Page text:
Mayor Bloomberg Says Americans Have to Reinterpret Second Amendment to Stay Safe

| by Dabney Bailey
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New York City Mayor Michael Bloomberg has decided to attack gun rights at its source by urging Americans to reinterpret the Second Amendment.

During a press conference in Midtown, Bloomberg argued that Second Amendment no longer applies in the modern day and age. He said, “We live in a complex world where you’re going to have to have a level of security greater than you did back in the olden days, if you will. And our laws and our interpretation of the Constitution, I think, have to change.”

“It really says something bad about us that we have to do it,” he added. “But our obligation first and foremost is to keep our kids safe in the schools; first and foremost, to keep you safe if you go to a sporting event; first and foremost is to keep you safe if you walk down the streets or go into our parks. We cannot let the terrorists put us in a situation where we can’t do those things. And the ways to do that is to provide what we think is an appropriate level of protection.”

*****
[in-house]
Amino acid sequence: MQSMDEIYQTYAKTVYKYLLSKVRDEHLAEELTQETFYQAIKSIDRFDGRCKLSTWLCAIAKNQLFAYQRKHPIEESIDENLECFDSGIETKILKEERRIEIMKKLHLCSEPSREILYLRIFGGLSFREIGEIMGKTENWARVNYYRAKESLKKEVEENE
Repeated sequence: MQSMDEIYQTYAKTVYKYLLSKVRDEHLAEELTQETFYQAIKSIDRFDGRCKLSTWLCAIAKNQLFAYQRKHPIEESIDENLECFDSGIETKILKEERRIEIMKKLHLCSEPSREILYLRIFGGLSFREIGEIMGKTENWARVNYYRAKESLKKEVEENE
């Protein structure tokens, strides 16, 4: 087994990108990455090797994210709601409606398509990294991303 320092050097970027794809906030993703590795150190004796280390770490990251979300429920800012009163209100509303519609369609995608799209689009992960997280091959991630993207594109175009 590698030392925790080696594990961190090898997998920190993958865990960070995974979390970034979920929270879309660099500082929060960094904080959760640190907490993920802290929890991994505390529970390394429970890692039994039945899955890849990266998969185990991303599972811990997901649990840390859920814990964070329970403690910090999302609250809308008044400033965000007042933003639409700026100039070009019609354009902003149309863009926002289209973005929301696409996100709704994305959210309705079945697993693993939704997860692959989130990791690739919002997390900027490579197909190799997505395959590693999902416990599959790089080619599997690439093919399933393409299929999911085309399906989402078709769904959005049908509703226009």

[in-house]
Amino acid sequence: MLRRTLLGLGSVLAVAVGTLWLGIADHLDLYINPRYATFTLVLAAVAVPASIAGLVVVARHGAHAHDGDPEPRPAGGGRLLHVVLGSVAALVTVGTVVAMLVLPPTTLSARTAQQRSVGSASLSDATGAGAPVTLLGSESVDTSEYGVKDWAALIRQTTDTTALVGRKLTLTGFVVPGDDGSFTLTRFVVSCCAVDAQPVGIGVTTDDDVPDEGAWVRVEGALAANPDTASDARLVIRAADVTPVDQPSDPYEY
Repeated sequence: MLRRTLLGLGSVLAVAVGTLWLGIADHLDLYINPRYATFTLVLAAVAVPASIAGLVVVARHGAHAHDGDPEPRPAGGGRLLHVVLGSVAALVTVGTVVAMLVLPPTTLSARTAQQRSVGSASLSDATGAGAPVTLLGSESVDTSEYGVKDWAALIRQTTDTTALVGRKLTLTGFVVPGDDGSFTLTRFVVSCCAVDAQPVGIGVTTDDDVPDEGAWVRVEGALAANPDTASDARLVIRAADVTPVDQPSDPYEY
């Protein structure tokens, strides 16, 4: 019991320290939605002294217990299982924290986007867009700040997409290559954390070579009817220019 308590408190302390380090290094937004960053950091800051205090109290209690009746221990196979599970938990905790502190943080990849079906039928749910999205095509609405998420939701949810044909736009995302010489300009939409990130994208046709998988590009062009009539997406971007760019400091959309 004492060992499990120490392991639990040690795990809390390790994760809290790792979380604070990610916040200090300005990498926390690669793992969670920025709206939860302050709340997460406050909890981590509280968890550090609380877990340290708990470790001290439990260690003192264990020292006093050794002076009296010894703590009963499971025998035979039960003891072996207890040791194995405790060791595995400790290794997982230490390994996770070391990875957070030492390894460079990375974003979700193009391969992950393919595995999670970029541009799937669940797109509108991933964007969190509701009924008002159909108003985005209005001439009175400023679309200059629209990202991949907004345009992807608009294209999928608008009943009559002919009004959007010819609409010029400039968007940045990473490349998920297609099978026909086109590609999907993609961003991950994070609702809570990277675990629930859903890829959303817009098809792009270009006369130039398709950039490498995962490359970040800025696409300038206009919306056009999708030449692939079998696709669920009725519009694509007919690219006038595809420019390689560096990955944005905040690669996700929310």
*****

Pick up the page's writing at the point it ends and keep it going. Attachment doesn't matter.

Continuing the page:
Bloomberg argued that reinterpreting the Constitution isn’t as unpatriotic as it might seem, pointing out that the Supreme Court regularly makes different interpretations of the Second Amendment as part of its rulings.

Gun rights aren’t the only thing that Bloomberg hopes to throw on the chopping block. Bloomberg also argued that the right to privacy shouldn’t be as sacred as it was in the past. He added, “We have to understand that in the world going forward, we’re going to have more cameras and that kind of stuff. That’s good in some sense, but it’s different from what we are used to.”

Bloomberg’s stance is unsurprising considering gun control advocates’ recent defeat in Congress. Senators killed a bill that would have expanded background checks to all gun sales. In the weeks prior to the vote, Bloomberg and his Mayors Against Illegal Guns spearheaded a $12 million gun control advertising campaign to drum up support for the bill.

Source: Politicker